I got a lot of response from friends on the post I wrote about not bashing the new age movement. And while some people felt I had made some good points, I got the idea that overall many people read and dismissed what I had to say as being either naive or simply dismissed me personally as being too ‘New Age’ to think critically about the issues in the first place. I had expected that. I also expected people to leave hurtful comments about the post (which luckily, I did not get).
Overall, there was a bit of good discussion about the post. And while I was going back and forth several times with other members of the pagan community, someone else popped up and made the comment that the arguments in the pagan community never change.
I laughed off the comment with him as I agree that there will always be arguments in the pagan community about labels and issues, but I disagreed with him about the particular discussion. Instead, I framed what I was engaging in with these other pagans was a discussion with other peers of the pagan community about the points I had brought up. He then disagreed and brought up his points as to why this was an argument; I gave my side, the others involved gave their sides, and neither of us budged. He concluded again that based on that definition, we were in an argument.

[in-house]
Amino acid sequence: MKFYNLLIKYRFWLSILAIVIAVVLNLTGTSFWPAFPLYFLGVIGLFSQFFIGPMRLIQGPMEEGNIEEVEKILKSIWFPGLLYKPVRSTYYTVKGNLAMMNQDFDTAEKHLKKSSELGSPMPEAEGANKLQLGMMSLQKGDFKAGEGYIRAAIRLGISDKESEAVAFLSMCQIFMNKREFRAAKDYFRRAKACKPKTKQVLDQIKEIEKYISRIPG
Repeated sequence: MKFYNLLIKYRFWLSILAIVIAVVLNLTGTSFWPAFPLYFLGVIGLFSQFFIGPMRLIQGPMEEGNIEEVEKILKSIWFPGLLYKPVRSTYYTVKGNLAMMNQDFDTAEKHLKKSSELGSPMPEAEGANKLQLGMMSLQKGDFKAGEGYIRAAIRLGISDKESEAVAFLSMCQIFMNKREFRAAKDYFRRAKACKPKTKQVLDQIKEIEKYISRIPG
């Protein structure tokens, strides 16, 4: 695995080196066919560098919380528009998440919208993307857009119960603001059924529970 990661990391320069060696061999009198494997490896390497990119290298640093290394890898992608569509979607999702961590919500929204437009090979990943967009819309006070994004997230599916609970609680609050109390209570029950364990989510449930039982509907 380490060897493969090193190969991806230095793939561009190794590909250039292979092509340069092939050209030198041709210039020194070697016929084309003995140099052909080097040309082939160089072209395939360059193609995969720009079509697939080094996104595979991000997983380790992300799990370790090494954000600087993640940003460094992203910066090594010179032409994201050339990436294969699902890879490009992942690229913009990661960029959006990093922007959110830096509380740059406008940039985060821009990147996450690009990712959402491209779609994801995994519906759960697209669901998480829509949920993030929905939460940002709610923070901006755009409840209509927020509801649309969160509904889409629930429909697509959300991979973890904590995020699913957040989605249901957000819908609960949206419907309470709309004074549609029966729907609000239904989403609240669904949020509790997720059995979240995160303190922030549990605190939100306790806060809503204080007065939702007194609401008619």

I reread the posts, and he was right. And my heart sank.
Now in all fairness, I had no idea what to expect when I put that post out there. But when I reread the posts, I did see the underlying theme of “I dare you to try to convince me that whatever you say is something I should consider” with some of the participants, so thus, it was in many ways, an argument. So I gave up.
I was in an argument, and that really bothered me. The post wasn’t supposed to become something to defend against. It wasn’t supposed to be me defending my ideals and my right to my own beliefs, nor to defend what I meant by recognizing that even New Age ideals had a bit of truth to them. It was simply me trying to get another facet of a situation out in the open for people to consider.
Perhaps I am naïve. In the late 80s/early 90s, the pagan community that I was a part of were mostly open to new ideas. We were all growing; and information wasn’t easy to come by. All we had were books and each other. So, if someone had an idea, most of the time people would listen, consider the idea, then either admit it wasn’t right for them or perhaps continue the discussion to see how it could fit into their spirituality.
But that isn’t this pagan culture now. Instead it feels like today you get into the pagan community under a specific set of labels. And if something doesn’t fit into that label, or (Gods Forbid!) if someone tries to push themselves into a label that a specific definition exists for (and is thus considered ‘incorrect’), arguments break out.